Gillian Harvey: If I don’t start believing in myself, the fun will pass me by

Read the latest column from freelance writer, author and mum-of-five Gillian Harvey.

Today I was interviewed for BBC local radio. I’ve rung the odd radio show in the past (I’ve got a particular talent for remembering song lyrics and used to regularly scoop free CDs in my teens for taking part in a phone-in quiz).

But this time I was asked on to talk about my book.

It mattered.

In the hour before the interview, I could feel the tension build in my body – a stiffness and tingling of limbs. I remained calm on the surface, but was paddling like a duck underneath. A socially awkward duck. A self-conscious, introspective anxious duck who’s putting a brave face on things while having a minor panic attack.

It went okay. The presenter was nice. I only said ‘um’ and ‘er’ forty or fifty times. The only faux pas was when I forgot the name of my favourite book. Whoops!

Part of me longs for the days when authors could live the life of a recluse; when I could have stayed in my drawing room, written with a quill and handed the manuscript to my butler to post without having to Tweet about how excited I was.

But let’s face it, the world we live in is crowded and busy and you can be great at something, but if nobody knows, then it could all be for nothing.

On some level, I must believe in myself, right? Because I wrote about seven novels, had about eleventy-billion rejections but kept on going. So I need to harness that part of myself and bring it to the fore.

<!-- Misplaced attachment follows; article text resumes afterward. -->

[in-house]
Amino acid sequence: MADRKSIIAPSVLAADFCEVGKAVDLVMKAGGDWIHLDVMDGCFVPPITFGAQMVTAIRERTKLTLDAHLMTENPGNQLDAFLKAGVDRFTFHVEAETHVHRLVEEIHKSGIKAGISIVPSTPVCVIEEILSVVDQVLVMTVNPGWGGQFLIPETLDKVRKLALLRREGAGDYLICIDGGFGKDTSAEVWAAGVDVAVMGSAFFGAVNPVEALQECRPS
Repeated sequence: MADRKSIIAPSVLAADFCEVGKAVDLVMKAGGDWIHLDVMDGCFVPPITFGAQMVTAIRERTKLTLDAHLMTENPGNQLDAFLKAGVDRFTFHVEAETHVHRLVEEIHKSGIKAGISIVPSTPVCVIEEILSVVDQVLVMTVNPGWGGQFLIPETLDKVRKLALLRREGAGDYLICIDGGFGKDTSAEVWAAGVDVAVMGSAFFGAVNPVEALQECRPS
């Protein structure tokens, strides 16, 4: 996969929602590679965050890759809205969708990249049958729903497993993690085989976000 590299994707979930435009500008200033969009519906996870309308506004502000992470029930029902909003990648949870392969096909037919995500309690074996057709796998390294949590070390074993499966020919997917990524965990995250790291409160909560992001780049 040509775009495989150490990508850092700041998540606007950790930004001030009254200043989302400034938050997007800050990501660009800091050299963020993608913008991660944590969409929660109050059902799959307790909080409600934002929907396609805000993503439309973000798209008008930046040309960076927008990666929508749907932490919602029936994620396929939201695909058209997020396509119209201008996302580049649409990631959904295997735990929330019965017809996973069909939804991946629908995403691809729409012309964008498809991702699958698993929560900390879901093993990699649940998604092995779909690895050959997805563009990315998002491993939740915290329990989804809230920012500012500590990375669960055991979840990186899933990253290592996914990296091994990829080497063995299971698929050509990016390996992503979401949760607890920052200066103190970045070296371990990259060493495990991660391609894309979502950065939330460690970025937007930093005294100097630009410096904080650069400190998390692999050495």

I had a confidence coaching session with Natalie Trice this week, who helped me to realise that I can self-deprecate until the cows come home, but that actually if I don’t start believing in myself all the fun of this situation is going to pass me by.

She encouraged me to step outside of myself, think of what I’d achieved and look at it as if I was someone else. And she was right – what’s happening right now is pretty cool.

Take a moment to try it for yourself. If you feel afraid to shout out about yourself, or that you’re just not good enough. Be someone else looking in and get a whole new perspective.

As for me I’m going to try calling myself an author – however fraudulent that feels. I’m going to try to enjoy this moment in time, no matter what comes next. Because if I can’t celebrate the realisation of a dream, there’s not much point having one in the first place.

Gillian Harvey is a writer and mum-of-five. Her debut novel Everything is Fine is out with Orion in May 2020.